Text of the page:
As the holiday season gathers steam, we traditionally pause to take stock of our many blessings. This year we can find one in the just released U.S. National Security Strategy. It appears we’ve won the war on climate change, and climate change is no longer a national security threat, so a long winter’s nap should be marginally easier to come by. However, the strategy does recognize the growing threat from cyber weapons, and the evidence of that threat is abundant.
CSO online just issued its security predictions for 2018, and predictably, it forecasts ever increasing state sponsored cyber attacks. As the article notes, “The usual suspects for state-sponsored attacks — North Korea, Iran, and Russia — don’t have much to lose by continuing their attempts to extort, steal, spy and disrupt by infiltrating information systems. All are already heavily sanctioned, and the consequences — at least those we know about — in response to state-sponsored attacks have been minimal.” Their forecast is consistent with the outlook of Experian, which pointed to critical infrastructure as a sector where breach activity by nation states is likely to rise.
How timely then that FireEye just announced that Schneider Electric SC had just received a lump of coal in its business stocking. Schneider provides safety technology, and one of its products, Triconex, is widely used in the energy industry, including at nuclear facilities, and oil and gas plants. The breach victim is said to be in the Middle East, and some cyber experts suggest Iran had sponsored an attack on Saudi Arabia, which, if true, would hardly be shocking news. More importantly, this seems to be the first report of a safety system cyber breach at an industrial plant. This offers a new front in cyber warfare, because by compromising a safety system, hackers could destroy the ability of an industrial plant to identify an attack or limit the damage.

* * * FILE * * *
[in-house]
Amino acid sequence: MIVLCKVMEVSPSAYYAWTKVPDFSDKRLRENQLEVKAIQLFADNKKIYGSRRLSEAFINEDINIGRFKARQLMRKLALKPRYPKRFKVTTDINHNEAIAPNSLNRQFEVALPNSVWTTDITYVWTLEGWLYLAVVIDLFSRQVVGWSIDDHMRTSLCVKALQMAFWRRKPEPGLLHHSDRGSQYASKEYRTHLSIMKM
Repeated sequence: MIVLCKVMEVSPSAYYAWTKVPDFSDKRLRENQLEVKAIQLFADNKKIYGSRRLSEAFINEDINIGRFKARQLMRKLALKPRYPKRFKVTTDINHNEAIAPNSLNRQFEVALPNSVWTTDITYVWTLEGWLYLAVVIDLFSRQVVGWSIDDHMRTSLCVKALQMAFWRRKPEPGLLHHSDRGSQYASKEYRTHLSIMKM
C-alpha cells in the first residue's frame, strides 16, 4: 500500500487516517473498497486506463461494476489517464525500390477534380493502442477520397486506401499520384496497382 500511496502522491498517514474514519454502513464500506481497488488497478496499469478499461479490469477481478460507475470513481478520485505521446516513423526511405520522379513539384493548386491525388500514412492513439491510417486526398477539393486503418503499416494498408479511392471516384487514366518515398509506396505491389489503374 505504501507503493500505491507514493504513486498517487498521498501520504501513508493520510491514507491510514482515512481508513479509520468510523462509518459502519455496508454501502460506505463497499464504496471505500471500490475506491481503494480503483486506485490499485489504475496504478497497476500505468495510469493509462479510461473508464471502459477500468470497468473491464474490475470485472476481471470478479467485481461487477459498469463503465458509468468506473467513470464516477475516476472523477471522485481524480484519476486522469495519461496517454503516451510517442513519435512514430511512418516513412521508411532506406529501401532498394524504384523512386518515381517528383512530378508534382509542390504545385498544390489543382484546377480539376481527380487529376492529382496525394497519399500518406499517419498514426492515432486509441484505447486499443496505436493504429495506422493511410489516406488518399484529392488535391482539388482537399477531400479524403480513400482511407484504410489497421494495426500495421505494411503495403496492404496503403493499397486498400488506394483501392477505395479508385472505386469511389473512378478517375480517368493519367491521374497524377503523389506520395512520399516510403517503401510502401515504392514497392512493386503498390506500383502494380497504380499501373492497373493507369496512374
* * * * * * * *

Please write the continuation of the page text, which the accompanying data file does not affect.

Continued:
This comes as security experts are closely watching developments in the Ukraine, where the holiday season in recent years has been marked by significant attacks on their power grid. Officials from other nations have been studying the attacks on the Ukraine to determine what additional safety measures need to be employed to lessen the vulnerability of power grids around the world. It’s fair to say that if Ukraine is again victimized the repercussions will ripple widely. When we say we hope your holiday season is warm and bright this year, we really mean it.
By Tom Davis, SDI Cyber Risk Practice
December 19, 2017